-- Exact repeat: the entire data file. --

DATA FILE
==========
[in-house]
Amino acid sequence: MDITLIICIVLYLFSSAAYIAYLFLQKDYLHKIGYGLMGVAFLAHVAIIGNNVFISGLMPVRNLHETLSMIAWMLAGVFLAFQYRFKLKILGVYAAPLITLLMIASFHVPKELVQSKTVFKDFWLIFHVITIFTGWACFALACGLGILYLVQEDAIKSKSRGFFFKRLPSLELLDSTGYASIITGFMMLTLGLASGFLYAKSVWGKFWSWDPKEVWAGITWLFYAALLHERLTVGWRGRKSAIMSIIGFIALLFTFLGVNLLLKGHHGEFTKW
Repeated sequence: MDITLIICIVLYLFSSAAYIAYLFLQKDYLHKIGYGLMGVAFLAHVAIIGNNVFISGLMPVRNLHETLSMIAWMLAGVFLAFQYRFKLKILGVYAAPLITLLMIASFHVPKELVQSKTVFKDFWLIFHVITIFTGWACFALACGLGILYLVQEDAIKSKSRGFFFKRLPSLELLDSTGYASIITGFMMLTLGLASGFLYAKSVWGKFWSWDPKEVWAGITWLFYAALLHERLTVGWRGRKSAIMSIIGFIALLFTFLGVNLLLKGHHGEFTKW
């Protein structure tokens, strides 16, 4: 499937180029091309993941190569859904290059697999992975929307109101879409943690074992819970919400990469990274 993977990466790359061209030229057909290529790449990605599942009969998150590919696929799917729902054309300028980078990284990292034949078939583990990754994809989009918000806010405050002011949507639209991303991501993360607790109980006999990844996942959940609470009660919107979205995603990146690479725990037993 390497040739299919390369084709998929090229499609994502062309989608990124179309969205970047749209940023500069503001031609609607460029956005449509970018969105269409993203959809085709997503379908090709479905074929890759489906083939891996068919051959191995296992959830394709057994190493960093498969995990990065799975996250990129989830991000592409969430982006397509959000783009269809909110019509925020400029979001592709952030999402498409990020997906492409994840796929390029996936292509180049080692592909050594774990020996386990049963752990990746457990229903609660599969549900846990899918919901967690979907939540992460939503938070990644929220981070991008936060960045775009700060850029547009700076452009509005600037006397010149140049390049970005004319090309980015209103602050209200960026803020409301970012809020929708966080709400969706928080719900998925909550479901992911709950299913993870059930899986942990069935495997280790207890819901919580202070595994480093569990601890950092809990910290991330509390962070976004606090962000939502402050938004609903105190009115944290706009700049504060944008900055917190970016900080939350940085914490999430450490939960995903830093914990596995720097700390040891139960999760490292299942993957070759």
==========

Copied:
[in-house]
Amino acid sequence: MDITLIICIVLYLFSSAAYIAYLFLQKDYLHKIGYGLMGVAFLAHVAIIGNNVFISGLMPVRNLHETLSMIAWMLAGVFLAFQYRFKLKILGVYAAPLITLLMIASFHVPKELVQSKTVFKDFWLIFHVITIFTGWACFALACGLGILYLVQEDAIKSKSRGFFFKRLPSLELLDSTGYASIITGFMMLTLGLASGFLYAKSVWGKFWSWDPKEVWAGITWLFYAALLHERLTVGWRGRKSAIMSIIGFIALLFTFLGVNLLLKGHHGEFTKW
Repeated sequence: MDITLIICIVLYLFSSAAYIAYLFLQKDYLHKIGYGLMGVAFLAHVAIIGNNVFISGLMPVRNLHETLSMIAWMLAGVFLAFQYRFKLKILGVYAAPLITLLMIASFHVPKELVQSKTVFKDFWLIFHVITIFTGWACFALACGLGILYLVQEDAIKSKSRGFFFKRLPSLELLDSTGYASIITGFMMLTLGLASGFLYAKSVWGKFWSWDPKEVWAGITWLFYAALLHERLTVGWRGRKSAIMSIIGFIALLFTFLGVNLLLKGHHGEFTKW
């Protein structure tokens, strides 16, 4: 499937180029091309993941190569859904290059697999992975929307109101879409943690074992819970919400990469990274 993977990466790359061209030229057909290529790449990605599942009969998150590919696929799917729902054309300028980078990284990292034949078939583990990754994809989009918000806010405050002011949507639209991303991501993360607790109980006999990844996942959940609470009660919107979205995603990146690479725990037993 390497040739299919390369084709998929090229499609994502062309989608990124179309969205970047749209940023500069503001031609609607460029956005449509970018969105269409993203959809085709997503379908090709479905074929890759489906083939891996068919051959191995296992959830394709057994190493960093498969995990990065799975996250990129989830991000592409969430982006397509959000783009269809909110019509925020400029979001592709952030999402498409990020997906492409994840796929390029996936292509180049080692592909050594774990020996386990049963752990990746457990229903609660599969549900846990899918919901967690979907939540992460939503938070990644929220981070991008936060960045775009700060850029547009700076452009509005600037006397010149140049390049970005004319090309980015209103602050209200960026803020409301970012809020929708966080709400969706928080719900998925909550479901992911709950299913993870059930899986942990069935495997280790207890819901919580202070595994480093569990601890950092809990910290991330509390962070976004606090962000939502402050938004609903105190009115944290706009700049504060944008900055917190970016900080939350940085914490999430450490939960995903830093914990596995720097700390040891139960999760490292299942993957070759």